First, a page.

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Justice for Two Teenagers: 150 Hours to Asylum

Monday, Jun 5, 2017

Students in the Immigration Clinic win case for persecuted Tanzanian sisters

By Gilien Silsby

Six years ago, two young girls were brutally hunted down in their tiny African village – machetes flailing as bounty trackers battled for their “magical” albinism body parts. 

Today, Bibiana and Tindi Mashamba are safe in Los Angeles, thanks to the work of USC law students, who fought for their asylum and ultimately proved that the teenagers would face grave danger if they returned to Tanzania. 
 
The Mashamba sisters at USC Gould, flanked by Jean Reisz '05 (left) and Elena Babakhanyan '18 (right). With them are African Millennium Foundation leader Malena Ruth.
“Bibiana and Tindi’s ability to stay positive through the unimaginable struggles that they have endured is truly inspirational,” said Amy Stern ‘16, who worked on their case in her final year at USC Gould School of Law.  “I joined USC’s Immigration Clinic hoping to be an advocate for the people who need it most, and this case gave me that invaluable opportunity.” 

Stern and fellow law student Elena Babakhanyan ‘18 logged more than 150 pro bono hours, gathering details of their case to present at an asylum hearing last spring. 

They interviewed the girls, their extended family and even a member of the Tanzanian parliament, who has albinism. Stern put together documents and evidence showing that the girls were targeted from a young age due to Tanzania’s grisly trade in albino parts. Babakhanyan prepared the teens for their asylum hearing in May.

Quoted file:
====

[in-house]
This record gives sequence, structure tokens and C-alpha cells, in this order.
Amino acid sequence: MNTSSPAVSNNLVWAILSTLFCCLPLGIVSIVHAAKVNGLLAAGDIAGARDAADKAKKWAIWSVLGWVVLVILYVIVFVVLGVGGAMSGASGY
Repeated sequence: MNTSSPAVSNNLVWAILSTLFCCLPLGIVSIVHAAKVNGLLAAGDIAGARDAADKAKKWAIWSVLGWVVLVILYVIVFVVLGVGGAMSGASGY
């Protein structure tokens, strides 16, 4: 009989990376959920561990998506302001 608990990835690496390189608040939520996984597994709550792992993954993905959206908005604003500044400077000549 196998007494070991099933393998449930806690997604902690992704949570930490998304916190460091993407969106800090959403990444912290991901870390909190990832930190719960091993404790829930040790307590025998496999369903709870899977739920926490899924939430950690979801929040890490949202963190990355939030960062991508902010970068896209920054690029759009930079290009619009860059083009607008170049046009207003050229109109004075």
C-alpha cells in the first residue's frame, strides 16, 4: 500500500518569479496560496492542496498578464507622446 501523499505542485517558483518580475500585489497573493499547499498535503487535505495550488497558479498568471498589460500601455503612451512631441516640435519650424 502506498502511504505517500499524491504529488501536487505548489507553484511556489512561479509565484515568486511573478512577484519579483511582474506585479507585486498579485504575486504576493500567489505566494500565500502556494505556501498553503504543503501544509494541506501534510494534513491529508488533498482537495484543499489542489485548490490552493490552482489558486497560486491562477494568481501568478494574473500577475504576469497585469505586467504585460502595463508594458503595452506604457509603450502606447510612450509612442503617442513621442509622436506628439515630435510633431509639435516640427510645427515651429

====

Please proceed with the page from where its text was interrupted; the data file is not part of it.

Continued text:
“Their story was both powerful and important to tell,” said Babakhanyan, a second-year law student.
 
The sisters had always lived in fear, but in 2010 their nightmares became real: Bibiana, 17, was attacked while sleeping, her right leg and two fingers hacked off. Her sister, Tindi, 16, hid from the trackers.
 
Bibiana received an offer for treatment at the Orthopaedic Institute for Children in Los Angeles due to advocacy by the African Millennium Foundation. After her recovery, the sisters faced new fears, this time of deportation. But USC
The Mashamba sisters in Tanzania, after the gruesome attack in 2010.
Gould’s Immigration Clinic stepped in to provide assistance — legal representation for the girls to stay in the United States.
 
“The government in Tanzania is either incapable, or worse, unwilling, to protect people with albinism,” said Prof. Niels Frenzen, director of USC’s Immigration Clinic. “There are government officials who are willing to turn a blind eye to these attacks and killings. We had to prove this, otherwise, the girls would have lost their cases.” 
 
 Today, the girls attend Montessori high school in Ojai and have dreams of attending law school or becoming doctors.

“We are enjoying a happy ending,” Bibiana said.

“The law has always interested me, and now I want to make sure these kinds of human rights abuses end,” Tindi added.

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